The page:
Whitehorse City Council

Drainage Schemes

Many residential areas in the City of Whitehorse were developed in the late 1940s, before legislation was introduced that ensured developers provided appropriate infrastructure for new residential areas. As a result, some older areas experience flooding during wet weather periods, due to inadequate drainage infrastructure. Where there is a need, Council may investigate and proceed with the installation of new drains as a Drainage Scheme. These are carried out as a Special Charge Scheme under the provisions of the Local Government Act.

How will a Drainage Scheme Benefit Property Owners?

The benefits of a Drainage Scheme are not always obvious; however, some important benefits are:

  • Increased protection from flooding and damp/wet property
  • Provision of an adequate system of drainage to take water from your property
    Improved public health 

What if the Property Owner Does Not Have a Drainage Problem?

In cases where Drainage Schemes are proposed, you may not experience any direct water problem on your property. However, your property together with other properties may be discharging stormwater and causing problems to lower level properties.

This is particularly the case for properties located on hills or at the higher end of a drainage catchment. In this situation, your property will benefit by way of direct connection to a new drain so that properties at a lower level will receive protection from the drain.  

How is a Drainage Scheme Set Up?

A Drainage Scheme may be initiated in two ways:  

  • As a consequence of Council's program for drainage improvements
  • Where Council itself, members of the public, residents, Council officers or external statutory authorities request Council to make infrastructure improvements in a particular area

Once initiated, Council firstly determines whether property owners are interested in obtaining detailed information about a Drainage Scheme. If the majority of owners show interest, then a concept proposal including preliminary costs is prepared for further consultation with owners. Property owners are then given an opportunity to indicate whether they support Council formally giving notice of its 'Intention to Declare a Special Charge Scheme', which begins the formal process as required by the Local Government Act. A number of further steps are involved in a Special Charge Scheme and are fully detailed in Council's Special Charge Scheme Policy, which is available at Council's Customer Service Centres.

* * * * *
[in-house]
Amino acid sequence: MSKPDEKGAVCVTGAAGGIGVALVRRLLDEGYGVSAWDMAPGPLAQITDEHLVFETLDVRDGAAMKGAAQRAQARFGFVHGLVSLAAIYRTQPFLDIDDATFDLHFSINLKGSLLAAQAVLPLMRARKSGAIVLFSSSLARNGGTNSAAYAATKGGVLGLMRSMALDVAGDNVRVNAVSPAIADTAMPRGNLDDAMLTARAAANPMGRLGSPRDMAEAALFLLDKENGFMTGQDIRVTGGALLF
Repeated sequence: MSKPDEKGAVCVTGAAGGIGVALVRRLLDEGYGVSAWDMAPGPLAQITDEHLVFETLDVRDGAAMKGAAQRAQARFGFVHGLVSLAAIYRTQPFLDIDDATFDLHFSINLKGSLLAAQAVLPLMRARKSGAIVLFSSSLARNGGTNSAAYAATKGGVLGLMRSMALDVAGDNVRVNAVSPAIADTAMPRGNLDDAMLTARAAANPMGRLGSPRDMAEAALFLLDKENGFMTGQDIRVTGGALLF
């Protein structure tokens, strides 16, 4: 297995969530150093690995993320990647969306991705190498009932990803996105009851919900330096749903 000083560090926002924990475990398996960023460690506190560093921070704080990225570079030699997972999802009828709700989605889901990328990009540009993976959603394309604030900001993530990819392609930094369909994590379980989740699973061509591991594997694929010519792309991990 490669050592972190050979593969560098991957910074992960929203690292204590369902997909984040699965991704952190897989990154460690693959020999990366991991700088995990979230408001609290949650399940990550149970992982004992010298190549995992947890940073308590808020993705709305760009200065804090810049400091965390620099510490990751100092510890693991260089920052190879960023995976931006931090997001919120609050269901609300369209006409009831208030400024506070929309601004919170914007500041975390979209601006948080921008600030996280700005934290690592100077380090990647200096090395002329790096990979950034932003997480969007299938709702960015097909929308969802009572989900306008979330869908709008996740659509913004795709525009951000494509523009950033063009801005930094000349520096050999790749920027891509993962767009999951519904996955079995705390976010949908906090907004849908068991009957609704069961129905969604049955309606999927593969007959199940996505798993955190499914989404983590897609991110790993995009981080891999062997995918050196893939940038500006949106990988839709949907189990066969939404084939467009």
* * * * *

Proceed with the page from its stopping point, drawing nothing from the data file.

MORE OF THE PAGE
What Happens When a Drainage Scheme is Introduced?

Once property owners have indicated their support for the proposed scheme, Council will formally notify owners of its 'Intention to Declare a Special Charge Scheme'. This means the scheme is publicly advertised and owners, who will be apportioned costs, are given an opportunity to lodge a written submission to Council, either supporting or opposing the scheme.

Council must consider all submissions received and may resolve to adopt, modify or abandon the scheme. If Council adopts the scheme, all owners are notified and given the opportunity to refer their submission to the Victorian Civil and Administrative Tribunal (VCAT) for independent review. VCAT may:

  • Uphold any of the submissions
  • Overrule any submission and approve the scheme with or without modification
    Abandon the scheme

If the Drainage Scheme proceeds, Council contractors carry out construction under the supervision of Council officers.  

Who Pays for a Drainage Scheme? 

Property owners finance Drainage Schemes. Council apportions costs based on the Local Government Act and guidelines made by the Minister for Local Government, with funding provided by property owners that are deemed to receive special benefit from the scheme. Calculations are generally based on the area of a property, with properties on both the higher and lower side of the drain deemed to receive equal benefit.  

Why Do Property Owners Pay and Not Council?

Drainage Schemes are carried out for the benefit of a particular area. In many cases, other property owners have paid for their own drainage through an earlier Drainage Scheme or at the time of purchasing their property. They rightly argue that they should not have to pay again for someone else's scheme.

Many property owners may also believe they have an adequate drainage solution because they have installed soak pits or private drains between properties. Soak pits do not absorb all run-off during excessive wet periods and private drains are typically not maintained and break down over time. Some properties may also be illegally draining into the sewage system. These are not considered satisfactory drainage solutions.